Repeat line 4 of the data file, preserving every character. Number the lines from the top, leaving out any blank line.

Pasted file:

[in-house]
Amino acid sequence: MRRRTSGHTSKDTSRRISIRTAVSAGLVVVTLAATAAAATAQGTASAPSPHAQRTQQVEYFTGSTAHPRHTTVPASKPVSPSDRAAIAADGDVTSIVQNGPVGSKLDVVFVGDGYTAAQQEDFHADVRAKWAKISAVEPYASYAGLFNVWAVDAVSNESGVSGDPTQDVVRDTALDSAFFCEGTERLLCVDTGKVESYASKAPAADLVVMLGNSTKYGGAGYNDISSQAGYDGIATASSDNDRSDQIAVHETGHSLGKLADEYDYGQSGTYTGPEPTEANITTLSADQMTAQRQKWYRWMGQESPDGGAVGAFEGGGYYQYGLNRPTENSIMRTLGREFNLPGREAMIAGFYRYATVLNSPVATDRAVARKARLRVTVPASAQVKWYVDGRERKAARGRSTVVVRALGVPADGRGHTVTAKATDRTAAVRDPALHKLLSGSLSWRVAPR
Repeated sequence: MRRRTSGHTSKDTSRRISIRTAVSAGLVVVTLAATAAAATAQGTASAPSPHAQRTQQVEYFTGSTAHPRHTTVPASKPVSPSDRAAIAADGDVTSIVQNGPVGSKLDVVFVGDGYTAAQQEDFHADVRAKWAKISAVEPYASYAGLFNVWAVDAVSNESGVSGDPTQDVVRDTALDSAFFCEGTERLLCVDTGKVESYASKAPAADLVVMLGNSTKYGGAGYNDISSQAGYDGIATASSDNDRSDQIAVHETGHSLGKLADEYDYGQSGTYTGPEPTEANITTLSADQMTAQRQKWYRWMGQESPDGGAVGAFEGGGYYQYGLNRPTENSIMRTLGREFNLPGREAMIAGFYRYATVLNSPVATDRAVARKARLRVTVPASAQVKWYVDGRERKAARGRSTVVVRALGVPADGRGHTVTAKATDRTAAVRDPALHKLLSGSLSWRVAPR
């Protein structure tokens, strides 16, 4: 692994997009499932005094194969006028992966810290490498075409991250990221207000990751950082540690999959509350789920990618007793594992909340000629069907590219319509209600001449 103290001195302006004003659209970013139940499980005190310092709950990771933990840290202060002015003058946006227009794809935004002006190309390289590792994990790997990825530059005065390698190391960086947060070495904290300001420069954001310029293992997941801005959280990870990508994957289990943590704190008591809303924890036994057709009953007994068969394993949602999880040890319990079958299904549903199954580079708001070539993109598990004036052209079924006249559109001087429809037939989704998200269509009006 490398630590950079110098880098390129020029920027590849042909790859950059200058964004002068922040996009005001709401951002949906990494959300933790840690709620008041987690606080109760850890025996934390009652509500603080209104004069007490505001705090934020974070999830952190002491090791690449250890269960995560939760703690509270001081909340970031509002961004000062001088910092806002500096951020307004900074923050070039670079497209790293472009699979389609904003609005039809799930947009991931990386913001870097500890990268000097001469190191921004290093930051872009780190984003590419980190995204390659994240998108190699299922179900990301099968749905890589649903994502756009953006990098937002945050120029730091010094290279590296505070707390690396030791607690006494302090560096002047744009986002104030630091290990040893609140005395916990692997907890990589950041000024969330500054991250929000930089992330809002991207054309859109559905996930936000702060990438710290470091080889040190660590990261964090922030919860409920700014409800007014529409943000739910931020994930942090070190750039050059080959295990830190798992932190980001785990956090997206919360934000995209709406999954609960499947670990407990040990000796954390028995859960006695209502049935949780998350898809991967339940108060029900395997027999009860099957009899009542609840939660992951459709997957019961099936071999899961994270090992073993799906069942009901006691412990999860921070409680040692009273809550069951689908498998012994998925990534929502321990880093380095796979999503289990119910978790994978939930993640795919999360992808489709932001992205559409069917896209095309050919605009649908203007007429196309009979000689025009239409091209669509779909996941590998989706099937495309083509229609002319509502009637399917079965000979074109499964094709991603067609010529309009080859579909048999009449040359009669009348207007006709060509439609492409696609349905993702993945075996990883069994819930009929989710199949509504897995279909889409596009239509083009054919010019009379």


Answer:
């Protein structure tokens, strides 16, 4: 692994997009499932005094194969006028992966810290490498075409991250990221207000990751950082540690999959509350789920990618007793594992909340000629069907590219319509209600001449 103290001195302006004003659209970013139940499980005190310092709950990771933990840290202060002015003058946006227009794809935004002006190309390289590792994990790997990825530059005065390698190391960086947060070495904290300001420069954001310029293992997941801005959280990870990508994957289990943590704190008591809303924890036994057709009953007994068969394993949602999880040890319990079958299904549903199954580079708001070539993109598990004036052209079924006249559109001087429809037939989704998200269509009006 490398630590950079110098880098390129020029920027590849042909790859950059200058964004002068922040996009005001709401951002949906990494959300933790840690709620008041987690606080109760850890025996934390009652509500603080209104004069007490505001705090934020974070999830952190002491090791690449250890269960995560939760703690509270001081909340970031509002961004000062001088910092806002500096951020307004900074923050070039670079497209790293472009699979389609904003609005039809799930947009991931990386913001870097500890990268000097001469190191921004290093930051872009780190984003590419980190995204390659994240998108190699299922179900990301099968749905890589649903994502756009953006990098937002945050120029730091010094290279590296505070707390690396030791607690006494302090560096002047744009986002104030630091290990040893609140005395916990692997907890990589950041000024969330500054991250929000930089992330809002991207054309859109559905996930936000702060990438710290470091080889040190660590990261964090922030919860409920700014409800007014529409943000739910931020994930942090070190750039050059080959295990830190798992932190980001785990956090997206919360934000995209709406999954609960499947670990407990040990000796954390028995859960006695209502049935949780998350898809991967339940108060029900395997027999009860099957009899009542609840939660992951459709997957019961099936071999899961994270090992073993799906069942009901006691412990999860921070409680040692009273809550069951689908498998012994998925990534929502321990880093380095796979999503289990119910978790994978939930993640795919999360992808489709932001992205559409069917896209095309050919605009649908203007007429196309009979000689025009239409091209669509779909996941590998989706099937495309083509229609002319509502009637399917079965000979074109499964094709991603067609010529309009080859579909048999009449040359009669009348207007006709060509439609492409696609349905993702993945075996990883069994819930009929989710199949509504897995279909889409596009239509083009054919010019009379």